Fixed Asset Depreciation & Its Impact on your Balance Sheet

On this post we will talk about fixed asset depreciation and how it impacts your business. Conducting frequent fixed asset audits empowers your company to make important decisions based on the latest and most accurate data. An important reason for frequently auditing your fixed assets is to report precise gains and losses on your financial statements and especially when filling your taxes. Consequently, properly recording the depreciation of your fixed assets becomes extremely important when preparing balance sheets and tax reports.

We will cover what is depreciation of fixed assets, how to calculate the depreciation of your fixed assets, and how it impacts your business.


What is Depreciation?

Fixed asset depreciation calculation assumes that your fixed assets will be used for more than one accounting period. Therefore, depreciation is the methodical decrease in the documented cost of a fixed asset over its useful life. The reason for calculating the depreciation of fixed assets is to match a portion of its cost to the revenue that it generates. This is required under the matching principle; you record revenues along with their related expenses in the same reporting period. If you do not account for depreciation, the total cost of a fixed asset will be documented in the year of purchase. Resulting in a misleading report of the profitability of your business.

3 Factors to consider when calculating depreciation

  • Useful life. It is the estimated lifecycle of a depreciable fixed asset, during which the company expects the asset will be productive. Depreciation is recognized over the useful life of an asset.
  • Salvage value. It is the estimated resale value of an asset at the end of its useful life. Once a company disposes of an asset, depreciation is calculated based on the asset cost, less any estimated salvage value.
  • Depreciation methods.
    • Straight Line Depreciation: Same depreciation value is applied over the whole useful life of the asset.
    • Reducing Balance Depreciation: Depreciation expenditure decreases at a constant rate throughout the useful life of an asset.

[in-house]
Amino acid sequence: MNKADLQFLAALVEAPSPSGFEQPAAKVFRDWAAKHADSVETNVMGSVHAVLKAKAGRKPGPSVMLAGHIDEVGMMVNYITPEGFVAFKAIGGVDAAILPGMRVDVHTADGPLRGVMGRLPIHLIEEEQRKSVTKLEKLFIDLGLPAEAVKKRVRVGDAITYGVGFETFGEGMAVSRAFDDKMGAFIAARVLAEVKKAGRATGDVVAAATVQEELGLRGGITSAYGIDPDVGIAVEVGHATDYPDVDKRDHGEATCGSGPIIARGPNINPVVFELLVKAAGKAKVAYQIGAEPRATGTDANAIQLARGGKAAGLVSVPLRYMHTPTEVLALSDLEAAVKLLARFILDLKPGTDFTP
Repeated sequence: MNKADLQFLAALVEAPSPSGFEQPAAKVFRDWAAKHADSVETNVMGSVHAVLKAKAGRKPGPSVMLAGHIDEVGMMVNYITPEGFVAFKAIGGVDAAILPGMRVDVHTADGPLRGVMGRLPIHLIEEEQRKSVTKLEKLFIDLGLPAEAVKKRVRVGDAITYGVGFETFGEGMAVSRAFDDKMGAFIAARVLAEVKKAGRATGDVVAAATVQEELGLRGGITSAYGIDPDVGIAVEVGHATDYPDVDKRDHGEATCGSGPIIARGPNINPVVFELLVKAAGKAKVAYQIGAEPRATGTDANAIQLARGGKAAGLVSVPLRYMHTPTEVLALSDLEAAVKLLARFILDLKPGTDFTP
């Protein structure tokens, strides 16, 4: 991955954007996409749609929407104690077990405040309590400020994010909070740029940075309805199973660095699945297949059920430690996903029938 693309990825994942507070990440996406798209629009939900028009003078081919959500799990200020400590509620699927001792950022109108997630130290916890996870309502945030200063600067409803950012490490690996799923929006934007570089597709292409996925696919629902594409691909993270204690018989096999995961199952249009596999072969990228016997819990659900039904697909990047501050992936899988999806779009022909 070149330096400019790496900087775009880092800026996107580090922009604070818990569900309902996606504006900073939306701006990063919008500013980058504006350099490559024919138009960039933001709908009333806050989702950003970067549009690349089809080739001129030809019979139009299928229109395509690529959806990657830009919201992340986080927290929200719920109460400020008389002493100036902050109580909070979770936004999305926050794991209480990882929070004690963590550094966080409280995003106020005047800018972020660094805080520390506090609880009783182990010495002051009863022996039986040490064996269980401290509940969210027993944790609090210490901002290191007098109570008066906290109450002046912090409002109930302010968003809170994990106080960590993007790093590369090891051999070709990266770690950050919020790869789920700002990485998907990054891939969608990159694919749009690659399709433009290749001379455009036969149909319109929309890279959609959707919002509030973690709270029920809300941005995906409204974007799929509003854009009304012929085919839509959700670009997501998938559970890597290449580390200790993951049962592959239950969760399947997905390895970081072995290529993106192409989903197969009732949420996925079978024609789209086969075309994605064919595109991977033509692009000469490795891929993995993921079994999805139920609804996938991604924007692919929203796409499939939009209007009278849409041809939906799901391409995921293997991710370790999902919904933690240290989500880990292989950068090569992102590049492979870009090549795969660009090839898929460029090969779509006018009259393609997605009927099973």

• Sum of the Year’ Digits Depreciation: Depreciation charge declines by a constant amount throughout the assets’ useful life.
    • Units of Activity Depreciation: Depreciation charge varies with each period in proportion to the difference in the level of activity.

If, halfway through the useful life of an asset, its useful life or the salvage value change, you incorporate the adjustment into the depreciation calculation over the remaining life of the asset instead of retroactively changing any depreciation that has already been recorded.

Other Depreciation Considerations

  • Depreciation is not related to the market value of a fixed asset. Market value may vary significantly from the net cost of the asset at any given time.
  • Depreciation is an important concern in the calculation of a company’s cash flow. It is included in the calculation of net income, but does not involve any actual cash flow. Accordingly, a cash flow analysis asks for the incorporation of net income with a depreciation add-back for any depreciation recognized as an expense during that period.

Asset Panda Depreciation

Rely on Asset Panda to handle not only your fixed asset audit needs but also to calculate your fixed asset depreciation. Our system is an ecosystem, where you can track, manage, and support your fixed assets throughout their entire lifecycle. With Asset Panda every account is a premium account and therefore, every features comes standard. Wondering how to run a fixed asset depreciation report on Asset Panda? Here’s a step-by-step guide.

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